AFSA Helps Stop Voucher Plan

Working on Capitol Hill in March, AFSA’s legislative team strongly opposed Texas GOP Rep. Chip Roy’s proposed school voucher amendment tied to H.R. 5, also known as the "Parental Rights and Quality Improvement Act" or the "Parents Bill of Rights." The proposed legislation seeks to protect the rights of parents in the education and upbringing of their children.

Roy’s amendment to the bill would have fundamentally altered Title I of the Elementary and Secondary Education Act by allowing the diversion of federal public school dollars to private schools and homeschoolers. This would undermine public school financing and remove critical resources intended to assist our nation’s disadvantaged and at-risk students. By opposing the amendment, AFSA worked to protect the resources and funding necessary to provide quality education to all students in public schools.

In a letter to House of Representative members, AFSA President Dr. Leonard Pugliese wrote:

  •  “AFSA has a long tradition of opposition to private school voucher schemes. At our 2018 Convention, we passed a resolution that underscored our commitment to a high-quality public education and declared our opposition to local, state and federal funding being stripped from public schools and diverted to private schools that are unaccountable to the public.
  • “As the AFSA resolution makes clear, we object to proposals like Mr. Roy’s because they prop up private schools that do not have to open their doors to all students, regardless of race or economic background” and are not subject to the same accountability systems, including mandatory assessments, as public schools.
  • “Rather than pursuing such nefarious legislation, we urge Congress to focus on investing in public education students and educators as they emerge from the COVID-19 pandemic. Rather than destabilizing the public system that educates nine out of every 10 students in the United States by offering incentives to abandon it, Congress should be grappling with the real issues that public schools face currently: educator shortages, staff and student mental health challenges, and the effects of disruption and missed instructional time on students.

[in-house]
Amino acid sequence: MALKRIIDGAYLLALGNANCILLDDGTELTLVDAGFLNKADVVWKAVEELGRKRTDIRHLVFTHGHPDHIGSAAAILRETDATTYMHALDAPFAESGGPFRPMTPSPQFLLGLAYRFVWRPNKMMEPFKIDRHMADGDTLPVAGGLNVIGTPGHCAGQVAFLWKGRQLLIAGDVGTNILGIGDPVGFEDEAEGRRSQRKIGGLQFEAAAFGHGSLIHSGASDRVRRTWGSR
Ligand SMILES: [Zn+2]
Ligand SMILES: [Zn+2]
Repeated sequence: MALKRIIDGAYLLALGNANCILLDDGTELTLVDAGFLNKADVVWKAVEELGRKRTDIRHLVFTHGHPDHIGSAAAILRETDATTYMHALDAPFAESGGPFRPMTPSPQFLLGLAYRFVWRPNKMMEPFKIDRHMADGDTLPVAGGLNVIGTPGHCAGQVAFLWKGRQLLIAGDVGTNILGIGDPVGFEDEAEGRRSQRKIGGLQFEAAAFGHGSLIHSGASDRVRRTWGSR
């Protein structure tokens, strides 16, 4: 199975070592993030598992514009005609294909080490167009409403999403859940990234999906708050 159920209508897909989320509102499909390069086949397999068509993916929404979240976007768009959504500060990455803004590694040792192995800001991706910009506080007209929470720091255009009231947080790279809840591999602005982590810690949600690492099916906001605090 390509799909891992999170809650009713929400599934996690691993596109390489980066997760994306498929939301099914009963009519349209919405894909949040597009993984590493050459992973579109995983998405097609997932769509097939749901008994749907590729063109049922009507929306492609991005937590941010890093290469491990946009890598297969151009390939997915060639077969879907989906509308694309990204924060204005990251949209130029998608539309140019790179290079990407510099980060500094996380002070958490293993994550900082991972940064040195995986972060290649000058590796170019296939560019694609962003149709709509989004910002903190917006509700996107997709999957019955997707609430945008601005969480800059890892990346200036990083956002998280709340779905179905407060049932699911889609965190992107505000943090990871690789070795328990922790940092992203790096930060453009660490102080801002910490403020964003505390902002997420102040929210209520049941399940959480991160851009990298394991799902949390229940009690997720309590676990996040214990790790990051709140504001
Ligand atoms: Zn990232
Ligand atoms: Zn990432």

•  “Public education is the beacon of our democracy. Rep. Roy’s resolution would dim that beacon by reducing its funding. Don’t let that happen.
  • “AFSA urges you to vote 'No' on the Roy amendment to H.R. 5, which would support vouchers.”

 The Roy plan was voted down—an important victory at the federal level for public education at a time when many state legislatures are considering and passing private school voucher legislation.

In general, opponents of H.R. 5 argue that the bill could have negative implications for child welfare and education policies. Some critics have raised concerns that the bill would give parents too much control over their children's education and well-being, potentially allowing them to make decisions that could unduly restrict all students accessing books and curricular materials that a minority of parents find objectionable. Others worry that the bill could be used to justify discriminatory practices or limit the rights of marginalized groups.

One of the main criticisms of the bill is that it could make it harder for educators and child welfare professionals to intervene in cases of child abuse or neglect. For example, if parents have the right to opt out of certain medical procedures/screenings or refuse certain types of education for their children, it could be more difficult for professionals to identify and address issues related to the physical and mental health of students.

Critics also argue that the bill could have a negative impact on education policies, potentially limiting the ability of schools to provide comprehensive and inclusive education to all students. For example, if parents have the right to opt their children out of certain topics or subjects, it could limit the ability of schools to provide comprehensive sex education or teach about diverse perspectives and cultures.

H.R. 5 passed on a narrow, mainly party-line vote. It is not expected to be taken up by the Senate.